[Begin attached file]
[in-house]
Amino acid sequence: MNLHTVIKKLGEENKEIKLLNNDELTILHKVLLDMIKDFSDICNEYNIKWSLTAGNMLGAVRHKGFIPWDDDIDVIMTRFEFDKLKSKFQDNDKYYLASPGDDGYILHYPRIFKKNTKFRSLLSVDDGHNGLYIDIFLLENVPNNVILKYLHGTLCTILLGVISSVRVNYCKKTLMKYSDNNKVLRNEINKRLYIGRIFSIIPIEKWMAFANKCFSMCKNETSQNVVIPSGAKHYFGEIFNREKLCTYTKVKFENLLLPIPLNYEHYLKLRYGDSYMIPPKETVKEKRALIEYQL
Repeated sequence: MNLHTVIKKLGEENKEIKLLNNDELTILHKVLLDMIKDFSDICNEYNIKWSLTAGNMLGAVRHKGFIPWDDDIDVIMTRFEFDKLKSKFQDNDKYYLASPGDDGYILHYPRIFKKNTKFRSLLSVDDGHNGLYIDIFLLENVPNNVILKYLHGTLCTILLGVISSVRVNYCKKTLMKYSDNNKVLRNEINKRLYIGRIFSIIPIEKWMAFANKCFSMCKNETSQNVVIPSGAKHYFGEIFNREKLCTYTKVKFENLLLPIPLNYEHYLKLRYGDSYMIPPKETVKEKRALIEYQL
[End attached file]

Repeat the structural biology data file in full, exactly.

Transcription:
[in-house]
Amino acid sequence: MNLHTVIKKLGEENKEIKLLNNDELTILHKVLLDMIKDFSDICNEYNIKWSLTAGNMLGAVRHKGFIPWDDDIDVIMTRFEFDKLKSKFQDNDKYYLASPGDDGYILHYPRIFKKNTKFRSLLSVDDGHNGLYIDIFLLENVPNNVILKYLHGTLCTILLGVISSVRVNYCKKTLMKYSDNNKVLRNEINKRLYIGRIFSIIPIEKWMAFANKCFSMCKNETSQNVVIPSGAKHYFGEIFNREKLCTYTKVKFENLLLPIPLNYEHYLKLRYGDSYMIPPKETVKEKRALIEYQL
Repeated sequence: MNLHTVIKKLGEENKEIKLLNNDELTILHKVLLDMIKDFSDICNEYNIKWSLTAGNMLGAVRHKGFIPWDDDIDVIMTRFEFDKLKSKFQDNDKYYLASPGDDGYILHYPRIFKKNTKFRSLLSVDDGHNGLYIDIFLLENVPNNVILKYLHGTLCTILLGVISSVRVNYCKKTLMKYSDNNKVLRNEINKRLYIGRIFSIIPIEKWMAFANKCFSMCKNETSQNVVIPSGAKHYFGEIFNREKLCTYTKVKFENLLLPIPLNYEHYLKLRYGDSYMIPPKETVKEKRALIEYQL